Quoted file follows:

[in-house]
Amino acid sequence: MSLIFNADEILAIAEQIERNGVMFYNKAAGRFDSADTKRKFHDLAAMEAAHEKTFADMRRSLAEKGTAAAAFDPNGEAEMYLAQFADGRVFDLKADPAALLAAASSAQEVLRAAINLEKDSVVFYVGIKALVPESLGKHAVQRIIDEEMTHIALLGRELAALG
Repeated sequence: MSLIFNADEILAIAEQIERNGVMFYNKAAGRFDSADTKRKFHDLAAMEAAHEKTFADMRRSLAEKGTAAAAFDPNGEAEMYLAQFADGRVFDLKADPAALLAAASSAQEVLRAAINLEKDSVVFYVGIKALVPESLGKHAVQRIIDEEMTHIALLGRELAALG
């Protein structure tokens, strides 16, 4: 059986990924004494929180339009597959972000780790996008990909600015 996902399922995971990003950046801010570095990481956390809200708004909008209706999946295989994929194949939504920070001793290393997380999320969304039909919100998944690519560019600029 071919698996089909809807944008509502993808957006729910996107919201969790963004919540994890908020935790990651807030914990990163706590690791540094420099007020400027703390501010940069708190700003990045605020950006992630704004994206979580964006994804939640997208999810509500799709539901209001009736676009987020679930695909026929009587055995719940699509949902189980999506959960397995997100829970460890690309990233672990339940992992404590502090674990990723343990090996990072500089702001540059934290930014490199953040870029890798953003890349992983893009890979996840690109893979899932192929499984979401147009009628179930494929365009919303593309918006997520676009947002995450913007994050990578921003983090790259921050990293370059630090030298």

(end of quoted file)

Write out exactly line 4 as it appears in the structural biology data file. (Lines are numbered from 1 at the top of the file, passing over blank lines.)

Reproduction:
């Protein structure tokens, strides 16, 4: 059986990924004494929180339009597959972000780790996008990909600015 996902399922995971990003950046801010570095990481956390809200708004909008209706999946295989994929194949939504920070001793290393997380999320969304039909919100998944690519560019600029 071919698996089909809807944008509502993808957006729910996107919201969790963004919540994890908020935790990651807030914990990163706590690791540094420099007020400027703390501010940069708190700003990045605020950006992630704004994206979580964006994804939640997208999810509500799709539901209001009736676009987020679930695909026929009587055995719940699509949902189980999506959960397995997100829970460890690309990233672990339940992992404590502090674990990723343990090996990072500089702001540059934290930014490199953040870029890798953003890349992983893009890979996840690109893979899932192929499984979401147009009628179930494929365009919303593309918006997520676009947002995450913007994050990578921003983090790259921050990293370059630090030298």